The volume ends with some vivacious polemics – a critique of lectures as a teaching method in the university education system (sixty years ahead of its time); an account of how she was forced to kill the Victorian notion of ‘The Angel in the House’ (the ideal woman) in order to become a professional author; and what might be the best antidotes to the clamour for aggression and war.
These essays are a wonderful reminder of how Woolf managed to successfully combine serious and profoundly new ideas about everyday life (particularly the lives of women) with both the wit and the erudition of someone who was truly steeped in the traditions of English literary culture.
© Roy Johnson 2016
The Death of the Moth – study resources
The Death of the Moth – Amazon UK
The Death of the Moth – Amazon US
Complete Works of Virginia Woolf – Kindle -Amazon UK
Complete Works of Virginia Woolf – Kindle – Amazon US
The Death of the Moth – free eBook formats – Gutenberg
The Death of the Moth – complete contents
- The Death of the Moth
- Evening Over Sussex: Reflections in a Motor Car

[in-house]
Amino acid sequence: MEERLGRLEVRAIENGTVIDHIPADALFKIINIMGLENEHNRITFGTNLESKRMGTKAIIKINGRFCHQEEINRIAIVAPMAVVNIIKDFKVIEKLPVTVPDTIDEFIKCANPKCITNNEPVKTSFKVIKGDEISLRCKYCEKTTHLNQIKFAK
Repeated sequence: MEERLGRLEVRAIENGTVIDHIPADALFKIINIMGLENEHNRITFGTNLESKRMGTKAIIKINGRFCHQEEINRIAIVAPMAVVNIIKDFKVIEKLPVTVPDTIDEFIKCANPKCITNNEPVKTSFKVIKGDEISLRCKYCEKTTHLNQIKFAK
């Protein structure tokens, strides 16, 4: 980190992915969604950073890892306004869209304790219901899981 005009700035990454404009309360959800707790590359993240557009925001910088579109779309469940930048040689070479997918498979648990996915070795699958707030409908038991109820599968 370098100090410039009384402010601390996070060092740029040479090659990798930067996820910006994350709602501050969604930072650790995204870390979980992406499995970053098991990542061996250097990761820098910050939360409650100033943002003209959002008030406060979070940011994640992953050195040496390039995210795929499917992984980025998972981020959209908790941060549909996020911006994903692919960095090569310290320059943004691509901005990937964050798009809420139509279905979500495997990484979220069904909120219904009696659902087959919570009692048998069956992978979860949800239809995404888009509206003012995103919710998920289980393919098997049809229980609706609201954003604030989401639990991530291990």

- Three Pictures
- Old Mrs. Grey
- Street Haunting: A London Adventure
- Jones and Wilkinson
- “Twelfth Night” At the Old Vic
- Madame de Sévigné
- The Humane Art
- Two Antiquaries: Walpole and Cole
- The Rev William Cole
- The Historian and “The Gibbon”
- Reflections at Sheffield Place
- The Man at the Gate
- Sara Coleridge
- “Not One of Us”
- Henry James: 1. Within the Rim
- Henry James: 2. The Old Order
- Henry James: 3. The Letters of Henry James
- George Moore
- The Novels of E. M. Forster
- The Art of Biography
- A Letter to a Young Poet
- Professions for Women
- Thoughts on Peace in an Air Raid
Virginia Woolf – the complete Essays
1942 — The Death of the Moth
1947 — The Moment and Other Essays
1958 — Granite and Rainbow